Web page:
Oullette has plenty of examples to recite. He sold software to a metals company that had 12,000 stock-keeping units (SKUs) in inventory. When it came time to change prices, the company’s existing program demanded a single person spend a full week manually revising the numbers on all 12,000 SKUs. The new software reduced that to two hours. If the market price for copper goes up 3%, an employee can order a 3% price increase on all inventories containing copper as an alloy. Or, the software can be programmed to order a 3-cent- per-pound increase instead of a percentage change.
The potential advantages of automated software on the production side can be impressive. A company that cuts steel plate for a dozen different customers might, in an extreme example, ask an employee to use magic markers on a large piece of paper to calculate the cutting formula. Today’s management and production software allows the company to “look up every piece of steel plate in your inventory, and then add in all sales orders with dimensions required. The computer will tell you which pieces in your inventory to use and in what order the cutting ought to occur to yield the least amount of scrap,” Oullette says. “Your efficiencies are maximized.”
Roller, the accountant, says that where clients are investing in IT, software increasingly is employed to route orders through a shop. An order entered into a computer system will trigger an automatic request for material and schedule employees to work to meet the shipment deadline. It also can calculate truck routes, and schedule pickups and deliveries.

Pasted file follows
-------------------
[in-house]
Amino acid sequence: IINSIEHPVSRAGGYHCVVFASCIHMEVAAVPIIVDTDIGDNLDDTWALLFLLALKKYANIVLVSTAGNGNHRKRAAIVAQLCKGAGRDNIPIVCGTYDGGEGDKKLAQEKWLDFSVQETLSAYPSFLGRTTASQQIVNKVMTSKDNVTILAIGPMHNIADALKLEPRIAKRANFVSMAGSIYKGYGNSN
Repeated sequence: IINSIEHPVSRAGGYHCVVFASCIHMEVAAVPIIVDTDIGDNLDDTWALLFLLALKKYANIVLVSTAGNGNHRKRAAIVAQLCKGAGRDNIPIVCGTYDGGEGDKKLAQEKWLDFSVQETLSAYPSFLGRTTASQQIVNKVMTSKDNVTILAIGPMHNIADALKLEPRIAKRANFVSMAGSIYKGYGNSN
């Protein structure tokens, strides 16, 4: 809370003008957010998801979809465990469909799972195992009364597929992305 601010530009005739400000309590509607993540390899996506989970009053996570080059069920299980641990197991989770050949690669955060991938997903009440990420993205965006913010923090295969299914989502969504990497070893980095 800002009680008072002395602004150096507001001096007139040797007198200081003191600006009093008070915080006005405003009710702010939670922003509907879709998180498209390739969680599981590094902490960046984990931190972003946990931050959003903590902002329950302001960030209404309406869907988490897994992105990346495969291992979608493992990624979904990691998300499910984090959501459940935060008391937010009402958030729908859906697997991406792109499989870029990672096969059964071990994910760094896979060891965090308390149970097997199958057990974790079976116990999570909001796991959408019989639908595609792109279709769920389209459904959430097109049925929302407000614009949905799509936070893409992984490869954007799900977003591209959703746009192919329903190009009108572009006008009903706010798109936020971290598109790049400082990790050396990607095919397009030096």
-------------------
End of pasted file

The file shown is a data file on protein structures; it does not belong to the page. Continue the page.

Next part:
“This is an example of how software can help a company lower its inventory levels by not bringing in any more material than it needs,” he says. “Less labor will be required to manage inventory and production because people will do less standing around wondering what is coming next. That may mean freeing up a person for an extra five or 10 hours a week to concentrate on other things. Ultimately, the business may have to hire fewer people in its warehouse. As it is, too many people spend too much time sweating over chores that a computer could do for them.”
NO MORE STALE INFORMATION
Many companies acknowledge as much. Stephen Powers, president and chief operating officer of American Douglas Metals Inc. in Orlando, invested $2,500 two years ago to revamp the company’s Web site and has reaped several hundred thousand dollars in new sales as a result.